John Dee in 1570 regarded the practice as an underling, the term came to be used, for written descriptions of regions. These regions were extensively visited by the writer, who combined local topographical description, summaries of the historical sources, the most influential example was probably William Camdens Britannia, which described itself on its title page as a Chorographica descriptio. William Harrison in 1587 similarly described his own Description of Britaine as an exercise in chorography, a late example was William Greys Chorographia, a survey of the antiquities of the city of Newcastle upon Tyne. Even before Camdens work appeared, Andrew Melville in 1574 had referred to chorography, the term continued to be used for maps and map-making, particularly of sub-national or county areas. By the beginning of the century the term had largely fallen out of use in all these contexts. In practice, the term is rarely found in English by this date. However, its use was revived for a time in the late nineteenth century by the geographer Ferdinand von Richthofen.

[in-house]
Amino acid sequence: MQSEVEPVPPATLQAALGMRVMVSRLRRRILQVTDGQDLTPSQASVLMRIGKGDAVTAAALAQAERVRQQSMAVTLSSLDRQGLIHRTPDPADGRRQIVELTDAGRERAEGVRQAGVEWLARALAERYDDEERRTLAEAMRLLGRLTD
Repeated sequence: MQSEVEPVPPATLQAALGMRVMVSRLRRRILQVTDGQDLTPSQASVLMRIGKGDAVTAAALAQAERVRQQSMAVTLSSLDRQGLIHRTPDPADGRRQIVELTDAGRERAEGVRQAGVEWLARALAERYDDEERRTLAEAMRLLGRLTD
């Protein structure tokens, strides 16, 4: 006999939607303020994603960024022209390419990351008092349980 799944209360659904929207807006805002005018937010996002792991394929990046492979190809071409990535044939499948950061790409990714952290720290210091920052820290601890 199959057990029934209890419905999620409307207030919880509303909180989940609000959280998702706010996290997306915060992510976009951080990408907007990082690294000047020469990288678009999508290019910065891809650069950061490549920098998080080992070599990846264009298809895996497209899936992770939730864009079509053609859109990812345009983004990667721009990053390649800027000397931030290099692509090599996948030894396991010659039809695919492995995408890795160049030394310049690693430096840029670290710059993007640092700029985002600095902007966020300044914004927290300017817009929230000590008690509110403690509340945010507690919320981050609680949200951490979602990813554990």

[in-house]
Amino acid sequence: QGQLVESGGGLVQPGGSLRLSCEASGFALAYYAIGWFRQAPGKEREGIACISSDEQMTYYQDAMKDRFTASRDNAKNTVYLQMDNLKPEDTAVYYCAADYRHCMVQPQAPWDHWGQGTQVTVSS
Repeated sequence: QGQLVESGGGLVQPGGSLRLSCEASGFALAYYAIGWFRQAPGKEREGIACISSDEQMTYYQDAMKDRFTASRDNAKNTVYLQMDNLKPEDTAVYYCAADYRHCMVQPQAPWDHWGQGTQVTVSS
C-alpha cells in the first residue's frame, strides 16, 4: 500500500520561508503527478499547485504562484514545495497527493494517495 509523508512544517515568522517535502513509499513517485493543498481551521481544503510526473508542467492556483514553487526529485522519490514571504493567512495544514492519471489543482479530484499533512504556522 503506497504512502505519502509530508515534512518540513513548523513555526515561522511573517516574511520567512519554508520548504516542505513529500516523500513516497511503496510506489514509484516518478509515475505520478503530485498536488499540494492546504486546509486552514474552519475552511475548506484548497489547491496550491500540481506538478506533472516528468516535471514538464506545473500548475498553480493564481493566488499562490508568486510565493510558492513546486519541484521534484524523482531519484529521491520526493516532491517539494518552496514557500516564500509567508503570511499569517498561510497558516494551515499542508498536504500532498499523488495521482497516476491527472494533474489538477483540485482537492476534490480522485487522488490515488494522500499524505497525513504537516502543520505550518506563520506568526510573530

He regarded chorography as a specialization within geography, comprising the description through field observation of the traits of a given area. The term is now widely used by historians and literary scholars to refer to the early modern genre of topographical. Antiquarianism Cartography Khôra Chorology English county histories Regional geography Brayshay, Mark, no Historie So Meete, gentry culture and the development of local history in Elizabethan and early Stuart England. Forms of Nationhood, the Elizabethan Writing of England, speculum Britanniae, regional study and science in Britain to 1700